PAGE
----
Just Projects Inc.




By: Diane Wadham, Director, Corporate Relations


Reading through the previous Just Projects Newsletters will no doubt lead to a couple of conclusions:

1/ employee volunteerism reaps many benefits to both the employee and the employer†† 2/ a successful volunteer initiative requires planning.

Employers that are thinking about developing volunteerism within their organization can build upon the belief that volunteering is a positive and essential element of a well rounded community and businesses should be a socially responsible member of their community.† These two beliefs naturally lay a strong foundation for a business to engage its employees in volunteerism.† The challenge for the business will be in translating these beliefs into active volunteerism.

One might suggest that adopting active volunteerism will naturally take root as various volunteer initiatives and launches take place within an organization and the benefits to the employees and community are realized.† While this could be true, it is best to take proactive steps to ensure these roots take hold.

I have professed the value of planning a volunteer initiative to ensure success. Why not incorporate some of the planning tools to start to develop your organizationís active volunteerism?

A successful volunteer launch can serve as a strong foundation for which active volunteerism can build. A debriefing session at the conclusion of a volunteer initiative can solidify goals and expectations for future volunteer initiatives.† As well, the core values and principles specific to your organization can be aligned to fit within your businessís volunteer philosophies.

Some suggestions to proactively develop your organizationís active volunteerism:

-utilize the debriefing/lessons learned portion of the JPI toolkit to discuss future endeavors

-engage all of your employees in this processóthink† in terms of a group as opposed to a few individuals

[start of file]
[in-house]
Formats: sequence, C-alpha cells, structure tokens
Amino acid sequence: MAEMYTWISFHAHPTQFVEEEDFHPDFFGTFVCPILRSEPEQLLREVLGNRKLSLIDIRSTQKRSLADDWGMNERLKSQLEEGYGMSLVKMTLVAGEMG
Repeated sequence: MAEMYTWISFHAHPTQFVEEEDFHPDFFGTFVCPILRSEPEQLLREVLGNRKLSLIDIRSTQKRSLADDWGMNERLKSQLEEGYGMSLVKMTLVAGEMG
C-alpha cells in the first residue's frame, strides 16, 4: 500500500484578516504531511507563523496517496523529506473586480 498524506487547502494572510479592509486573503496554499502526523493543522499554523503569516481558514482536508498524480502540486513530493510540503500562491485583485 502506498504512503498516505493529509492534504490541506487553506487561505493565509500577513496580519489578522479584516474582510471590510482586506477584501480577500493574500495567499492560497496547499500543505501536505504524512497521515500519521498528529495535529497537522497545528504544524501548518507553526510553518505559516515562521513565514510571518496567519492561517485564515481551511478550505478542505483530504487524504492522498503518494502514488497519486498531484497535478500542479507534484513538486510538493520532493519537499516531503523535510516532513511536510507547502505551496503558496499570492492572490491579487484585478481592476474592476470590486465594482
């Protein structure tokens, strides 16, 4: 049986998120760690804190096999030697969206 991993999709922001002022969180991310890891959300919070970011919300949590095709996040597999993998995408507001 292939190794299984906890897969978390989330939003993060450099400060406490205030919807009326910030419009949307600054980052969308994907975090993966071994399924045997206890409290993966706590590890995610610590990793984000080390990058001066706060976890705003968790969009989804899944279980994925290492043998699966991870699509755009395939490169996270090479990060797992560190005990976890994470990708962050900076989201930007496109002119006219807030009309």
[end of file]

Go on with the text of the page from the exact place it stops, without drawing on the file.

-document all ideas and suggestions and summarize common themes and suggestions

-develop a corporate policy or core purpose as it relates to volunteerism.

-set a consistent time of year to meet to discuss the next volunteer launch/initiative (i.e. AGM)

-create a manual that will serve as reference that contains historical data on previous volunteer initiatives

-create a position that will oversee the volunteerism within your organization, such as Director of Community Relations, or Manager of Corporate Social Responsibility as examples.† By having a position in your organization that is focused on volunteerism, this will serve† to underscore the importance your organization places on this activity and define your organization as having volunteerism as a core value.† This does not have to be a new individual but rather an existing staff member who is interested and capable of expanding their portfolio.

The objective of developing active volunteerism within your organization is to avoid the pitfall of experiencing significant lapses in time between volunteer initiatives, possibly resulting in a loss of interest or focus in this important area.


Service to others is the rent you pay for your room here on earth.

-Mohammad Ali



For more information regarding this newsletter, please contact:

Diane Wadham, Director, Corporate Relations


Please note this newsletter is by Just Projects, copyright 2011.† Content was written by Diane Wadham.† Any Just Projects newsletter may be copied to your heartís content as long as you kindly ask us first via email